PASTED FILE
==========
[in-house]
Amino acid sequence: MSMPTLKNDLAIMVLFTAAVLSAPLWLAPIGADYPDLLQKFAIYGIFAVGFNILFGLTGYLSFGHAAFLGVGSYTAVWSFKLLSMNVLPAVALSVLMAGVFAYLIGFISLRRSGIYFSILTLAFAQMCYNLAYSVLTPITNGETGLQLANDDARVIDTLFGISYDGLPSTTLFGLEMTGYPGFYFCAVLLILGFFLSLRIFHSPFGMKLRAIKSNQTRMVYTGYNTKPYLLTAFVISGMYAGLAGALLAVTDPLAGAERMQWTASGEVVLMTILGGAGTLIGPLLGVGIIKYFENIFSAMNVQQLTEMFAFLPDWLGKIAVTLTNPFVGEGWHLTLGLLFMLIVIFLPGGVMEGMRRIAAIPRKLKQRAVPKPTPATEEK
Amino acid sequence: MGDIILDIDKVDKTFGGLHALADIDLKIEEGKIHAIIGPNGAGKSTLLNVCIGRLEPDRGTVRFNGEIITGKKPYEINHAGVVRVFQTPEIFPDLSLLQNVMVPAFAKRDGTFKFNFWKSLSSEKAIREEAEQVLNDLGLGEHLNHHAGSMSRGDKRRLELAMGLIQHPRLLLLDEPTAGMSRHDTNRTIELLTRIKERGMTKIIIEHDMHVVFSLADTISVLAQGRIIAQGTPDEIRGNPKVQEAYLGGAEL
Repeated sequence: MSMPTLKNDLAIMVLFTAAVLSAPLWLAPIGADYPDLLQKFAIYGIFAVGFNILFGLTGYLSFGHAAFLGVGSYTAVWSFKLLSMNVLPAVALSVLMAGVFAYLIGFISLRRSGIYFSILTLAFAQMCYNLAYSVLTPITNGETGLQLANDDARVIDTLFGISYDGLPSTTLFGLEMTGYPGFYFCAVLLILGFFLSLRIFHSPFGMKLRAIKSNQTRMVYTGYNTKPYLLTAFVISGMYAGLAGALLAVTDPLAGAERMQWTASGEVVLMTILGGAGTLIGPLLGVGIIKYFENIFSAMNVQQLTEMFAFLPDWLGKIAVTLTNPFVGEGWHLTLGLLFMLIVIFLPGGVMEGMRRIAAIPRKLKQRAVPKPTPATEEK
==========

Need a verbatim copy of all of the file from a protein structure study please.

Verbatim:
[in-house]
Amino acid sequence: MSMPTLKNDLAIMVLFTAAVLSAPLWLAPIGADYPDLLQKFAIYGIFAVGFNILFGLTGYLSFGHAAFLGVGSYTAVWSFKLLSMNVLPAVALSVLMAGVFAYLIGFISLRRSGIYFSILTLAFAQMCYNLAYSVLTPITNGETGLQLANDDARVIDTLFGISYDGLPSTTLFGLEMTGYPGFYFCAVLLILGFFLSLRIFHSPFGMKLRAIKSNQTRMVYTGYNTKPYLLTAFVISGMYAGLAGALLAVTDPLAGAERMQWTASGEVVLMTILGGAGTLIGPLLGVGIIKYFENIFSAMNVQQLTEMFAFLPDWLGKIAVTLTNPFVGEGWHLTLGLLFMLIVIFLPGGVMEGMRRIAAIPRKLKQRAVPKPTPATEEK
Amino acid sequence: MGDIILDIDKVDKTFGGLHALADIDLKIEEGKIHAIIGPNGAGKSTLLNVCIGRLEPDRGTVRFNGEIITGKKPYEINHAGVVRVFQTPEIFPDLSLLQNVMVPAFAKRDGTFKFNFWKSLSSEKAIREEAEQVLNDLGLGEHLNHHAGSMSRGDKRRLELAMGLIQHPRLLLLDEPTAGMSRHDTNRTIELLTRIKERGMTKIIIEHDMHVVFSLADTISVLAQGRIIAQGTPDEIRGNPKVQEAYLGGAEL
Repeated sequence: MSMPTLKNDLAIMVLFTAAVLSAPLWLAPIGADYPDLLQKFAIYGIFAVGFNILFGLTGYLSFGHAAFLGVGSYTAVWSFKLLSMNVLPAVALSVLMAGVFAYLIGFISLRRSGIYFSILTLAFAQMCYNLAYSVLTPITNGETGLQLANDDARVIDTLFGISYDGLPSTTLFGLEMTGYPGFYFCAVLLILGFFLSLRIFHSPFGMKLRAIKSNQTRMVYTGYNTKPYLLTAFVISGMYAGLAGALLAVTDPLAGAERMQWTASGEVVLMTILGGAGTLIGPLLGVGIIKYFENIFSAMNVQQLTEMFAFLPDWLGKIAVTLTNPFVGEGWHLTLGLLFMLIVIFLPGGVMEGMRRIAAIPRKLKQRAVPKPTPATEEK